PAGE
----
Entomologist Dr. Bruce Archibald spoke to an audience of about 60 in Ashcroft about the importance of the McAbee Fossil site east of Cache Creek

Fossil talk sheds light on McAbee site’s importance

Audience learns how the site's 53 million year old fossils can help science determine where the planet is heading.

Dr. Bruce Archibald was in Ashcroft last week at the invitation of the Village. He spoke about the importance of the McAbee Fossil Beds east of Cache Creek which were given an official heritage designation in 2012. They were also closed to the public at that time.

Archibald has been visiting the site for years, studying in particular  the ancient bugs.

“My colleagues travel around the world,” he said. “I work here.”

If you want to find out how our world became modern and how it operates today, the McAbee fossils will help.

The McAbee fossils are 52.88 million years old.

He said there are many fossil sites in the interior because the area was once all high plateau, dotted by lakes and covered by forest, and the sites are ancient.

“I tell people that these sites are like the NHL of fossils and McAbee is Wayne Gretzky.”

The difference is the quality of the fossils at McAbee.

McAbee, he said, is the clearest window of any of these sites into this age (Cenozoic). It nurtured a palm-spruce community with an average temperature of 10 degrees.

The temperature hasn’t changed, he said, but the seasonality has. There was little difference in the seasons 52.8 million years ago, unlike now where the temperatures differ drastically between summer and winter.

He said scientists figured out how to determine paleo climate a century ago by collecting toothed margin leaves and entire margined leaves from a site. The proportion between the two will give you the mean annual temperature for that area, he said.

The amount of plant diversity at McaAbee, he said, would normally be found in a tropical setting, but this is in a temperate one.

Scientists now have a handle on climate change, he said. The fossils at McAbees are so well preserved that you can count the number of stomatas on the leaves. Stomatas regulate carbon dioxide-oxygen exchange. When you compare modern leaf density to these ancient fossils, you can figure out the percentage of carbon dioxide in the air.

“That’s cool!” he said.

Archibald said he’s been studying McAbees for about 20 years. “Once I started looking at it, it became clear to me pretty quickly” how important the site was.

“A big chunk of the site is gone,” he said. “What we’ve got left is precious.”

After a half hour talk, the 60 audience members asked questions for the next hour. Many wanted to know how large the site was. Others wanted to know if the public will ever be allowed back on it.

“This is such a world class resource, it deserves to be treated seriously,” he said. “It should be reburn – in a much better way. People see what they’ve lost and not yet what they will gain. It will be better.”

He noted that many interpretive centres on archaelogical sites have programs for the local population, especially children.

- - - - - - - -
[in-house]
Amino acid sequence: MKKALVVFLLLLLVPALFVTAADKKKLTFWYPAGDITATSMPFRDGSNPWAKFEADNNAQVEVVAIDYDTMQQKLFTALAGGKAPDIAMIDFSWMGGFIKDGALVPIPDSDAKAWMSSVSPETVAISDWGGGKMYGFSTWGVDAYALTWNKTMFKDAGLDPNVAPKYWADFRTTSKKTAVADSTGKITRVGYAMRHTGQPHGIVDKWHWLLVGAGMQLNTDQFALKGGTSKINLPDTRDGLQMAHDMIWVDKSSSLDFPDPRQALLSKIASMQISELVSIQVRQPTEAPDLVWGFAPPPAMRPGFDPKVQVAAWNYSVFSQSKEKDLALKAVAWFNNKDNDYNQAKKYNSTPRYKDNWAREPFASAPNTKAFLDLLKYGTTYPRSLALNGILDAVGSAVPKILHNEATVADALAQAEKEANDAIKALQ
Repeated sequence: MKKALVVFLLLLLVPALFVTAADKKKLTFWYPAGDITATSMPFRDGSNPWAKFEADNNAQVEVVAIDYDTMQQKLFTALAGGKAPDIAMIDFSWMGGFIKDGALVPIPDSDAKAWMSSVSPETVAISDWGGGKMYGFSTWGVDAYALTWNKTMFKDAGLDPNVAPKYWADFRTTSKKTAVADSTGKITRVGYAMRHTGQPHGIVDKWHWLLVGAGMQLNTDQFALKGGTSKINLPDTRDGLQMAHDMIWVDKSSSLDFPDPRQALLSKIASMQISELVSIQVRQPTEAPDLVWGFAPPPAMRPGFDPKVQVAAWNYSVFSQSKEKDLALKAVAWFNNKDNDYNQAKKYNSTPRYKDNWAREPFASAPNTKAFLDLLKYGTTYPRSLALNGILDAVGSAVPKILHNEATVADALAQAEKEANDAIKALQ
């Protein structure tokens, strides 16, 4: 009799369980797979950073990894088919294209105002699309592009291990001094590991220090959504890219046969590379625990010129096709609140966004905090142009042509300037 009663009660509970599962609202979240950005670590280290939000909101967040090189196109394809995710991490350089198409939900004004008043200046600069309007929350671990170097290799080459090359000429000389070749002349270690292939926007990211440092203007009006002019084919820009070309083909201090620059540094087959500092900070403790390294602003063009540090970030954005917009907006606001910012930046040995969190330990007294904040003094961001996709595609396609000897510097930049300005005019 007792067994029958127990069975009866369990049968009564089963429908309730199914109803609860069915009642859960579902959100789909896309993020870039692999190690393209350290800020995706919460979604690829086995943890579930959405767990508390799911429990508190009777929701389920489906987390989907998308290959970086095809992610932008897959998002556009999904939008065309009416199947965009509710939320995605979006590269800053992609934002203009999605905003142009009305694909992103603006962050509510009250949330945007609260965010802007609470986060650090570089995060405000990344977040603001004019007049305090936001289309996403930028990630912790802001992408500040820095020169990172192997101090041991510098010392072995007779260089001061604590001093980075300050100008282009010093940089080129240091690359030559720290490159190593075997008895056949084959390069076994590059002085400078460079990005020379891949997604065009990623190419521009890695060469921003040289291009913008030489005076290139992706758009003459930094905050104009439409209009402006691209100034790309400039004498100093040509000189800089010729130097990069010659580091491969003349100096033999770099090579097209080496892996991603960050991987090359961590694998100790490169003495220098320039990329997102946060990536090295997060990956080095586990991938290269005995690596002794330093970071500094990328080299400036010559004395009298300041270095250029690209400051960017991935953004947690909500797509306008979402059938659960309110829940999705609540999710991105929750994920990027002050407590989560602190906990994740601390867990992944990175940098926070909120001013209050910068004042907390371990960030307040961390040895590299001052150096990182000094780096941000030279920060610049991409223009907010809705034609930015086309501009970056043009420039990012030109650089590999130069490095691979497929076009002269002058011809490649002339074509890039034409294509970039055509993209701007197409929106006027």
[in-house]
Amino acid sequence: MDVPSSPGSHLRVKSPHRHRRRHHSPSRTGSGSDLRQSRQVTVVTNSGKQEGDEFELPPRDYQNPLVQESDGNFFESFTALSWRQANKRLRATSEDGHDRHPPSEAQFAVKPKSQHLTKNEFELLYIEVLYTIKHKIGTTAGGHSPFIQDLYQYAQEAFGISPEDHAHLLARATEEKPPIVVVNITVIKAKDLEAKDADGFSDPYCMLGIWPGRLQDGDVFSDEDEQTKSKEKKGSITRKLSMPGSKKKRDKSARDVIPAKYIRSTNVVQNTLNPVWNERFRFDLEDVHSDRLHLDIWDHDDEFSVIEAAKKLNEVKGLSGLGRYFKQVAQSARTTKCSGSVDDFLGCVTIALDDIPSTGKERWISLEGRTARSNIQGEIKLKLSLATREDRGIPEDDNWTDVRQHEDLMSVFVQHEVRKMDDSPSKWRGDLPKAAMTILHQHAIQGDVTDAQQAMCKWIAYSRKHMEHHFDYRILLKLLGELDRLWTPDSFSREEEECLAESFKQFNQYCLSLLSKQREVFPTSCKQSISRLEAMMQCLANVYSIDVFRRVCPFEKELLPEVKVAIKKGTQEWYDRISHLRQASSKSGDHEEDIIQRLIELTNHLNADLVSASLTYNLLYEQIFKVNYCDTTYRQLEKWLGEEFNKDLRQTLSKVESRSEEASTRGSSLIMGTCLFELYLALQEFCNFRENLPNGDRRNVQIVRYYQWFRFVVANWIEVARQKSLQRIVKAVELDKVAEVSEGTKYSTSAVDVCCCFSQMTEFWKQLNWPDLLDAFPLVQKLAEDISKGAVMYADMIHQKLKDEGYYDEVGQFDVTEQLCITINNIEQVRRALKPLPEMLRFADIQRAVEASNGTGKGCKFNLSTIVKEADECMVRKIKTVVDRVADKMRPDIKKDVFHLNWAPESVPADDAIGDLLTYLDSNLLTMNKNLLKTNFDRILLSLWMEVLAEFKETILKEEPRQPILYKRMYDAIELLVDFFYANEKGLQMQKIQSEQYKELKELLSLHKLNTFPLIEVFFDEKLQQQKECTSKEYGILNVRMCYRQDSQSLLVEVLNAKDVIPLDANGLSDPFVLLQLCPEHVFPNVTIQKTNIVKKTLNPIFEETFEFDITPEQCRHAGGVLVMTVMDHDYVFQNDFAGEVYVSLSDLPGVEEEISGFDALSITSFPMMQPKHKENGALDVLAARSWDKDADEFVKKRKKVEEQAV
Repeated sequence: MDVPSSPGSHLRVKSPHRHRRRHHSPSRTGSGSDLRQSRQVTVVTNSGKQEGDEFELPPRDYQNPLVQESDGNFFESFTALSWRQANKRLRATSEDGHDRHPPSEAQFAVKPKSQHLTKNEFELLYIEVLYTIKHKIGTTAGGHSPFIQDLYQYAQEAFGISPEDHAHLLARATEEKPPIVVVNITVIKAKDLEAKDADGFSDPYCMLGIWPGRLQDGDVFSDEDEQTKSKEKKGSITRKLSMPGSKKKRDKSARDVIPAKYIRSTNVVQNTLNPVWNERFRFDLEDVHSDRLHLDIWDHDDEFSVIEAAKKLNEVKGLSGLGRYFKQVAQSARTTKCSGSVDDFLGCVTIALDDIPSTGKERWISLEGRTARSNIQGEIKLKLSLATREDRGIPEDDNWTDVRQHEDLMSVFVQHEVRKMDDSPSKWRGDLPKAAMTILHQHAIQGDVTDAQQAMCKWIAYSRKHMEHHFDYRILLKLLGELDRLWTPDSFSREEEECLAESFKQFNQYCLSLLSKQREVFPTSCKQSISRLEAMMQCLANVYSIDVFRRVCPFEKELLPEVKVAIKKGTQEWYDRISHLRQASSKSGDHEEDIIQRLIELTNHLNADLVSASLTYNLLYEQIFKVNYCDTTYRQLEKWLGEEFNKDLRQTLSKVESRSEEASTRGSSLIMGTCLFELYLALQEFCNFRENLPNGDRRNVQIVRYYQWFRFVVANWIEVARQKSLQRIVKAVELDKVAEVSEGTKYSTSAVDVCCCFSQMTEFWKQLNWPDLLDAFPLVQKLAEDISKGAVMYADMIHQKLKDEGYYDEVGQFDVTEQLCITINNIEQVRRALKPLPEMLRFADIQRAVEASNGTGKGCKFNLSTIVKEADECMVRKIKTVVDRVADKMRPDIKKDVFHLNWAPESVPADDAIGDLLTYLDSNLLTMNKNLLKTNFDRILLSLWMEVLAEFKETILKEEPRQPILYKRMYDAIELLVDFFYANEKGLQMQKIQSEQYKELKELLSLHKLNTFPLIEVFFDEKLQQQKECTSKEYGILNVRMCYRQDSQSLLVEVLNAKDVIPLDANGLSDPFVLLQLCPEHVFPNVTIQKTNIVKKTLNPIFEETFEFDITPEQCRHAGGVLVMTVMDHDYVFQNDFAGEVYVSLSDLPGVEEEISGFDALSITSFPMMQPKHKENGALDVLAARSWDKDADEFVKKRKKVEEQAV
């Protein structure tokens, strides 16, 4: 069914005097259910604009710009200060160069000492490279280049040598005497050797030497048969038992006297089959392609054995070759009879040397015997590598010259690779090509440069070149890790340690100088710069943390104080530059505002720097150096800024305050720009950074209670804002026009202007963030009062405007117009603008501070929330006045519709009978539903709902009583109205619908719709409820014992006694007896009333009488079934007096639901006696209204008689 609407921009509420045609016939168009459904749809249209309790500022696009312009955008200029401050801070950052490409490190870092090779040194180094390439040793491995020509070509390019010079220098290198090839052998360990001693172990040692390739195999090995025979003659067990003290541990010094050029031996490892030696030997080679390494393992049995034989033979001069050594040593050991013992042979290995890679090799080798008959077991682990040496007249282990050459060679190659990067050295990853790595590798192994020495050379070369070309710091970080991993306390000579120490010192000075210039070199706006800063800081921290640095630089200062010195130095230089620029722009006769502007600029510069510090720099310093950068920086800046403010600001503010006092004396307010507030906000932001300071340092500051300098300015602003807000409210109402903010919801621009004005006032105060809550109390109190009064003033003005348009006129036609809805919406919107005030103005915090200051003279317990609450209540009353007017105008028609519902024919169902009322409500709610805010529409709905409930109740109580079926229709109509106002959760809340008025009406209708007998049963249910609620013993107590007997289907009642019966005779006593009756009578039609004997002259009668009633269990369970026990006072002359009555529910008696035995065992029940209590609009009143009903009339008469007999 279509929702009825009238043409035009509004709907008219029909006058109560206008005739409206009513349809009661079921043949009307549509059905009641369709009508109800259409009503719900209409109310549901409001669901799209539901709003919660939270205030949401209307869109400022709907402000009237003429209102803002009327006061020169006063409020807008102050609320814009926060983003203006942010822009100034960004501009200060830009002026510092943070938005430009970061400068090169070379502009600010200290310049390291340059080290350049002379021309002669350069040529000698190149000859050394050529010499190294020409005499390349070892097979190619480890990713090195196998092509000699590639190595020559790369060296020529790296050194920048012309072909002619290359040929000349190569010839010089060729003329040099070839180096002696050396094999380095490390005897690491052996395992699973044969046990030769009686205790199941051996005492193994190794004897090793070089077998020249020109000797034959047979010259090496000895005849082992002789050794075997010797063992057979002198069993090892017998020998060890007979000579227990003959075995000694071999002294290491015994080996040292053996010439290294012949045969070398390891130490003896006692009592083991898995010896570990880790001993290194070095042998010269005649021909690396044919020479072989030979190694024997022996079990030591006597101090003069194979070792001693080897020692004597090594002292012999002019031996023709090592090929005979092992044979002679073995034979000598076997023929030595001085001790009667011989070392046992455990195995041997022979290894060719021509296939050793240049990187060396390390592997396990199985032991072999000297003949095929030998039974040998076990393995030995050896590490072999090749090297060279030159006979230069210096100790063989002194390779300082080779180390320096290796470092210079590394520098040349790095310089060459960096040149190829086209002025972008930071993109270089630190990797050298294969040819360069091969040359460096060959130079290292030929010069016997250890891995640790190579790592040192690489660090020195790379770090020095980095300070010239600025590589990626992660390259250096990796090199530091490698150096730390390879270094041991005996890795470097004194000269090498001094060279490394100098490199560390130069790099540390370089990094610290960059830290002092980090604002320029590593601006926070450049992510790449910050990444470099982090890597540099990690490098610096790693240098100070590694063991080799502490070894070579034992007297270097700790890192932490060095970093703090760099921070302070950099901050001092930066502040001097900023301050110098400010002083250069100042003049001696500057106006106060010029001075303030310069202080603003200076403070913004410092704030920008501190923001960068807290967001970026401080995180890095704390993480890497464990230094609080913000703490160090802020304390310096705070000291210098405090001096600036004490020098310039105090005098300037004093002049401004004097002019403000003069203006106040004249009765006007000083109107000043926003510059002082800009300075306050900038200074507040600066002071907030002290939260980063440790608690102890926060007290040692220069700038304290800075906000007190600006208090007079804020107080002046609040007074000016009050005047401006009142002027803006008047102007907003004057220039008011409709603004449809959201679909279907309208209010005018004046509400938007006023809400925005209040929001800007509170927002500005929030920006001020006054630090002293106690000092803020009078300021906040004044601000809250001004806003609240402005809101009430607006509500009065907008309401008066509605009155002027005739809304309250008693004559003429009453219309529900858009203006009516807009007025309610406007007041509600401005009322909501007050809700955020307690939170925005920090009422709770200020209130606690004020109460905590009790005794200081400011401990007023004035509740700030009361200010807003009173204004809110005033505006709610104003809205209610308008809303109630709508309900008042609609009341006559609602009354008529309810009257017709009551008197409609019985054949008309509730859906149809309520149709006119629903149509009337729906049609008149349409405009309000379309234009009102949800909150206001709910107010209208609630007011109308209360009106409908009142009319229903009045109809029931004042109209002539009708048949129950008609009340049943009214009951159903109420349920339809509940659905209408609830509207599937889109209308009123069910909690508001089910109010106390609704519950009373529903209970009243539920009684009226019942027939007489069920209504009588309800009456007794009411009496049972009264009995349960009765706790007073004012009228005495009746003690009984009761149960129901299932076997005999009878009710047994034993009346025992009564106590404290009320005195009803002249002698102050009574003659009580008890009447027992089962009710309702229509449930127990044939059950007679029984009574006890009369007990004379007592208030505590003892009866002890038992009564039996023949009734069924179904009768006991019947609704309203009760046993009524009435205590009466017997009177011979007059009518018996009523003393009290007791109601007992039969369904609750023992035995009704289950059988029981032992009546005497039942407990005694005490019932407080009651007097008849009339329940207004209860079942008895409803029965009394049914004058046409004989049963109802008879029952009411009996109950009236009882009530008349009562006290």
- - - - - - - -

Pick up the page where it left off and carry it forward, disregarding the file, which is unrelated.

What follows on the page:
“I hope that there’s still good discoveries there long after I’m gone,” he said. “Stuff coming out of the ground and research being done on properly curated artifacts. There’s still a lot more to come out of the ground.”

Just Posted

$9.2 million in federal funding announced for Ashcroft Terminal

MLA calls announcement a game changer for the region

Local doctor says he has no plans to leave the community

Dr. Amgad Zake says he’s settled in after more than two years at the Ashcroft clinic.

Ashcroft student wins writing award for powerful poem

Vivian McLean’s ‘A Poem for Chocolate’ takes top prize at Kamloops young authors event.

Lace up your shoes for the eighth annual Skip’s Run

A pledge challenge is a new feature for this year’s event.

Local News Briefs: Area museums now open

Plus free workshops, a tourism symposium, a community fan-out trial, and more.

VIDEO: After the floods, comes the cleanup as Grand Forks rebuilds

Business owners in downtown wonder how long it will take for things to go back to normal

B.C. man facing deportation says terror accusation left him traumatized

Othman Hamdan was acquitted of terrorism-related charges by a B.C. Supreme Court judge in September

Woman’s death near Tofino prompts warning about ‘unpredictable’ ocean

Ann Wittenberg was visiting Tofino for her daughter Victoria Emon’s wedding

Will Taylor Swift’s high concert ticket prices stop scalpers?

Move by artist comes as B.C. looks to how to regulate scalpers and bots reselling concert tickets

36 fires sparked May long weekend, most due to lightning: BC Wildfire

As warmer weather nears, chief fire officer Kevin Skrepnek says too soon to forecast summer

Ariana Grande sends message of hope on anniversary of Manchester bombing

Prince William joins survivors and emergency workers for remembrance service

Cariboo business supplies security ATVs for 44th G7 Summit

Spectra Power Sports Ltd. of Williams Lake supplying security vehicles for G7 Summit

B.C. flood risk switches from snowmelt to rainfall: River Forecast Centre

Kootenays and Fraser River remain serious concerns

Pipeline more important than premiers meeting: Notley

“Canada has to work for all Canadians, that’s why we’re fighting for the pipeline”

Most Read